Mad Max: Fury Road

(NOTE: Based on time elapsed since the posting of this entry, the BS-o-meter calculates this is 12.06% likely to be something that Ferrett now regrets.)

I have a theory: People go to movies to see things they’ve never seen before.
It’s a terrible theory on the surface, because sequels permeate the theater.  And a lot of people want comfort.  But when you look at the big blockbuster films, the ones that dominate, they’re full of sights you cannot get in any other movie. Say what you will about Avatar, the visuals are uniquely itself. Say what you will about Gone with the Wind, the spectacle there has never been beaten.
And Mad Max: Fury Road is like entering a whole other world.
You’d think the “dystopian post-collapse society” has been mined, but no – Fury Road is ablaze with bizarre concepts, ushering you into this car-worshipping nightmare where suicide bombers spray their face with chrome paint before entering Valhalla, where the flares are glorious puffs of dust like fireworks, where the conveys of killer cars bring their own musicians swinging from chains before walls of speakers.
If you’re looking for an experience you can’t get anywhere else, Fury Road is the only place to get this.
And the action is unrelenting.  Fury Road seems to delight in throwing such insurmountable odds at the characters that when the camera pans back to show you all the massive resources of each warlord setting out, you have zero idea how our heroes can survive.  And then the assault comes, and it’s overwhelming, and enough scars get inflicted every time that the resources keep diminishing, and how will they live?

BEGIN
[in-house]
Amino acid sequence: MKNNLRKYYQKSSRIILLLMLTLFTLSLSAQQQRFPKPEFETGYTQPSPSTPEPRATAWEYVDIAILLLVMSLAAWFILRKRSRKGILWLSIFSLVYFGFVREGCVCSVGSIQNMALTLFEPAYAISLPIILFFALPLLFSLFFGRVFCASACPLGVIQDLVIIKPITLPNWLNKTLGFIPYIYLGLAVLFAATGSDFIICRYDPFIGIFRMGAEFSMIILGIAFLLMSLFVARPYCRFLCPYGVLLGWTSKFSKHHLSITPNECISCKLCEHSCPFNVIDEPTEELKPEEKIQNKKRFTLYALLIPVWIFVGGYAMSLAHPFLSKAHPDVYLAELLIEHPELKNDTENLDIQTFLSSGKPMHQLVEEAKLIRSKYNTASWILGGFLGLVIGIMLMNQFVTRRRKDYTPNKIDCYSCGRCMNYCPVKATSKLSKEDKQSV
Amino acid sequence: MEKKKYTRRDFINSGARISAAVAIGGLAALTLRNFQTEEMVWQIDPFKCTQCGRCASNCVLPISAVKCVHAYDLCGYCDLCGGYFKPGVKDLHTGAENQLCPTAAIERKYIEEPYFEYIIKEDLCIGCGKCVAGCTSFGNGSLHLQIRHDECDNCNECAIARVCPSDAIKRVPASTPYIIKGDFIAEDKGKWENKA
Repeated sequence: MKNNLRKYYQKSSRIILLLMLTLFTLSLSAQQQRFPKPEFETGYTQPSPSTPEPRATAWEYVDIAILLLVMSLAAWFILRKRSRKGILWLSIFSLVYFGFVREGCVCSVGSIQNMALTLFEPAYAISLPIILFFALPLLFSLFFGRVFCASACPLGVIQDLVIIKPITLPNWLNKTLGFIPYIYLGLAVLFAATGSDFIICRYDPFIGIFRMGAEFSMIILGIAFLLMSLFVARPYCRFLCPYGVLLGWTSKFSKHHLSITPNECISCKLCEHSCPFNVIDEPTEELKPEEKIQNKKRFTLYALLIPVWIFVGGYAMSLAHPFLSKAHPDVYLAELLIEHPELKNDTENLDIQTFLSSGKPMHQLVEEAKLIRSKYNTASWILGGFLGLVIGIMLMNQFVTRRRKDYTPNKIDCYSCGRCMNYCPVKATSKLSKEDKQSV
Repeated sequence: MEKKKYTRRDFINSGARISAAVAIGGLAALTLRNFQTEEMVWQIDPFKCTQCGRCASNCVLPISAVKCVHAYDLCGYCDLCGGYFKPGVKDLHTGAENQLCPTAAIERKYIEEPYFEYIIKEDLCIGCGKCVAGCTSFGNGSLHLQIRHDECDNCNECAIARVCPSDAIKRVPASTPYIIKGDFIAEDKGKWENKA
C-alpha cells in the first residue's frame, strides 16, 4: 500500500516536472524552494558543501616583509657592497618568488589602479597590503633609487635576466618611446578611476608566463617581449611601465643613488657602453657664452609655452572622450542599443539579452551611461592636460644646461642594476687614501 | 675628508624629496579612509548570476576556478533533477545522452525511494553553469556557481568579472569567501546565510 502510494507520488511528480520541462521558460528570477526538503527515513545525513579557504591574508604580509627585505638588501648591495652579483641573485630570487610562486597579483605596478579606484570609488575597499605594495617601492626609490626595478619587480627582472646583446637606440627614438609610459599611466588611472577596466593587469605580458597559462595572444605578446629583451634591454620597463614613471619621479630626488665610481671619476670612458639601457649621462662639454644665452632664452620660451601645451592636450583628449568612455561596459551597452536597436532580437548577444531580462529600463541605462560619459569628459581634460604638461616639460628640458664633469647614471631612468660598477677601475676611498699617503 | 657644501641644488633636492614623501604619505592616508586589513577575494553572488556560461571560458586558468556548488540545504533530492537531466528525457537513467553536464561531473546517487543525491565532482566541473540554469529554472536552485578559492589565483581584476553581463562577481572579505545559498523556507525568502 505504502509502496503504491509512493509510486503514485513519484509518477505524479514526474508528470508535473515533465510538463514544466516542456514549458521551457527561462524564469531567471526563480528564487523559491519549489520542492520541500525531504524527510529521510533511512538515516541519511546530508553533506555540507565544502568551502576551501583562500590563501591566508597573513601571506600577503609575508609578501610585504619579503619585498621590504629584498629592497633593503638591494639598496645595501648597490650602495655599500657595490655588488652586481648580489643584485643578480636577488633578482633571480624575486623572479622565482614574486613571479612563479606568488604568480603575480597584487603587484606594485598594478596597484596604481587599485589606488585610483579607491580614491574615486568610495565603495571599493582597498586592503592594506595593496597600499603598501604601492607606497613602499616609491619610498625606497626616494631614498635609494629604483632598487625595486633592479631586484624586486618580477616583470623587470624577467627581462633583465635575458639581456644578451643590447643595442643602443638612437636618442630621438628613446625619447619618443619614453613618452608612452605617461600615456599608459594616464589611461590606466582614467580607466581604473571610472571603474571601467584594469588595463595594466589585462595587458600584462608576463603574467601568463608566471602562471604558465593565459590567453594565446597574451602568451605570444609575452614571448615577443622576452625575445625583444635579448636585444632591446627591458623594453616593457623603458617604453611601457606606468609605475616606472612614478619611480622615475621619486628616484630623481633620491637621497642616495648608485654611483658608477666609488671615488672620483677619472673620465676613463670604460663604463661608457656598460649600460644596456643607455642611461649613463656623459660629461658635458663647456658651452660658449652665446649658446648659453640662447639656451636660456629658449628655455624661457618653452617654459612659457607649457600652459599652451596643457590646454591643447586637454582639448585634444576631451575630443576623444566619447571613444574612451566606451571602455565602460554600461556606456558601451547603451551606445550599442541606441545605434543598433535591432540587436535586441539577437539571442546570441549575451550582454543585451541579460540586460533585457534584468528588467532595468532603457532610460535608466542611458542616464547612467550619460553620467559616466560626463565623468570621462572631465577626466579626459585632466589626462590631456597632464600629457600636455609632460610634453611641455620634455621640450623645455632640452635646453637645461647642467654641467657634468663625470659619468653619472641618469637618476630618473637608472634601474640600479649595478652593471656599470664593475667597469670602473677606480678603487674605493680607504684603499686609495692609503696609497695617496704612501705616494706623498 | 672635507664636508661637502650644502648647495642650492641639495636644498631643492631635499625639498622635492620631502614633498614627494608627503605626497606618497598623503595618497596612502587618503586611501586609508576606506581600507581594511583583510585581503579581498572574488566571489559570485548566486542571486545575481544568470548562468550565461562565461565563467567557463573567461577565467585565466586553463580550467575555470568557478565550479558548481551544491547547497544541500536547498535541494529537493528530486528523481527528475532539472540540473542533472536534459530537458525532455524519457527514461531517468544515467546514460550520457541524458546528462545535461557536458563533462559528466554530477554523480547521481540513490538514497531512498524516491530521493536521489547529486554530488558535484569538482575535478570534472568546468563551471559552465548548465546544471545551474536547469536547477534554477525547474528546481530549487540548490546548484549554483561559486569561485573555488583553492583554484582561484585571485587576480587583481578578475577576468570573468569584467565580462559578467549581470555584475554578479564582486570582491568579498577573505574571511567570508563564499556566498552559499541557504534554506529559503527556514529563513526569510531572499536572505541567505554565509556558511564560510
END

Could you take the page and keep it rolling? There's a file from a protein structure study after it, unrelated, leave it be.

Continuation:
Fury Road’s acquired some bizarre reviews, though, which I don’t get.  Some people have said that Fury Road has no story, which is bizarre because – like last year’s reaction to “Gravity” – they’re confusing “Complexity” with “Storytelling.”  Max is a simple story, basically a two-hour car chase, but in it there’s character growth and conflict and commentary buried in that pedal-to-the-metal plot.
Saying that Fury Road is some sort of abandonment of storytelling is like saying that Calvin and Hobbes had no meaningful stories because the linework was simple. You can tell great stories off of simple threads, and if you disagree, well, Old Man and the Sea would like to have a word with you.
As for the other criticism, people keep telling me that Fury Road is a feminist movie, and, well, I’m not seeing it. It’s ostensibly feminist in that Max is escorting some women out of a breeding facility, but we’ve seen that story before when Big Tough Man escorts women out of a rape factory.  Or one man, standing against a dystopia that has incalculable power.  In the end, it’s mostly women against men, but that’s just because the women aren’t in power.
No, to me, Mad Max is the lowest possible bar for feminism, and it sort of bothers me that this is seen as a feminist movie, when in a sane world having female characters with their own agendas would be, well, just a movie.  It’s kind of like how in America, Hillary Clinton is ZOMG SOCIALIST whereas in a sane society she’d be a slightly right-of-center politician – it’s just that we’ve shifted so far that actually not wanting to tear down infrastructure is a leftist attitude.
Mad Max is a very good movie.  Which happens to have female characters who get just as much (simple) characterization as the guys.  I wish that could be unusual, but it is.

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